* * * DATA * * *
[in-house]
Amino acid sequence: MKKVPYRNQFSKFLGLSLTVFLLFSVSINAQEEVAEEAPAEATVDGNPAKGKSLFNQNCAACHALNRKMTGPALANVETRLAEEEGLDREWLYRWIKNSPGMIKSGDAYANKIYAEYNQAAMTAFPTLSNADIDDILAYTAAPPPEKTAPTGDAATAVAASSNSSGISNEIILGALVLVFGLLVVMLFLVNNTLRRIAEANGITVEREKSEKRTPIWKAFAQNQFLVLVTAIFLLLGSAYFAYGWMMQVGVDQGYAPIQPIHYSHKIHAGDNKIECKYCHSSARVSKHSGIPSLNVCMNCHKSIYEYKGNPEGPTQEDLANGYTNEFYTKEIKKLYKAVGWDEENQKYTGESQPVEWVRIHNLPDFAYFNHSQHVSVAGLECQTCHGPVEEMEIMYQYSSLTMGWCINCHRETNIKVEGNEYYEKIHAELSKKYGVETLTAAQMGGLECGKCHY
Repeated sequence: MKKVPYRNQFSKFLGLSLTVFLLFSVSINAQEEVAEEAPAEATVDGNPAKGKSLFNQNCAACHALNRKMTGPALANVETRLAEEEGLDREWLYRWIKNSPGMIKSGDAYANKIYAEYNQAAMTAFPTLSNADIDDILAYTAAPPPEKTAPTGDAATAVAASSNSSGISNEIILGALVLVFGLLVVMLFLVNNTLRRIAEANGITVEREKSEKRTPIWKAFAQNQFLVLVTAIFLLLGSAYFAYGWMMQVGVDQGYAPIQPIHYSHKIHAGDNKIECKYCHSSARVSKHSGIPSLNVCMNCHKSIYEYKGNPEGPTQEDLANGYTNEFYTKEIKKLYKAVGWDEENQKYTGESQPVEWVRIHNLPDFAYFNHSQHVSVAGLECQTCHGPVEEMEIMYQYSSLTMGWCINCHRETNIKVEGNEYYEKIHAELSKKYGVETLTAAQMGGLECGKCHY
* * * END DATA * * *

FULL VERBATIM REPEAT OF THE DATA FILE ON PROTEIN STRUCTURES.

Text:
[in-house]
Amino acid sequence: MKKVPYRNQFSKFLGLSLTVFLLFSVSINAQEEVAEEAPAEATVDGNPAKGKSLFNQNCAACHALNRKMTGPALANVETRLAEEEGLDREWLYRWIKNSPGMIKSGDAYANKIYAEYNQAAMTAFPTLSNADIDDILAYTAAPPPEKTAPTGDAATAVAASSNSSGISNEIILGALVLVFGLLVVMLFLVNNTLRRIAEANGITVEREKSEKRTPIWKAFAQNQFLVLVTAIFLLLGSAYFAYGWMMQVGVDQGYAPIQPIHYSHKIHAGDNKIECKYCHSSARVSKHSGIPSLNVCMNCHKSIYEYKGNPEGPTQEDLANGYTNEFYTKEIKKLYKAVGWDEENQKYTGESQPVEWVRIHNLPDFAYFNHSQHVSVAGLECQTCHGPVEEMEIMYQYSSLTMGWCINCHRETNIKVEGNEYYEKIHAELSKKYGVETLTAAQMGGLECGKCHY
Repeated sequence: MKKVPYRNQFSKFLGLSLTVFLLFSVSINAQEEVAEEAPAEATVDGNPAKGKSLFNQNCAACHALNRKMTGPALANVETRLAEEEGLDREWLYRWIKNSPGMIKSGDAYANKIYAEYNQAAMTAFPTLSNADIDDILAYTAAPPPEKTAPTGDAATAVAASSNSSGISNEIILGALVLVFGLLVVMLFLVNNTLRRIAEANGITVEREKSEKRTPIWKAFAQNQFLVLVTAIFLLLGSAYFAYGWMMQVGVDQGYAPIQPIHYSHKIHAGDNKIECKYCHSSARVSKHSGIPSLNVCMNCHKSIYEYKGNPEGPTQEDLANGYTNEFYTKEIKKLYKAVGWDEENQKYTGESQPVEWVRIHNLPDFAYFNHSQHVSVAGLECQTCHGPVEEMEIMYQYSSLTMGWCINCHRETNIKVEGNEYYEKIHAELSKKYGVETLTAAQMGGLECGKCHY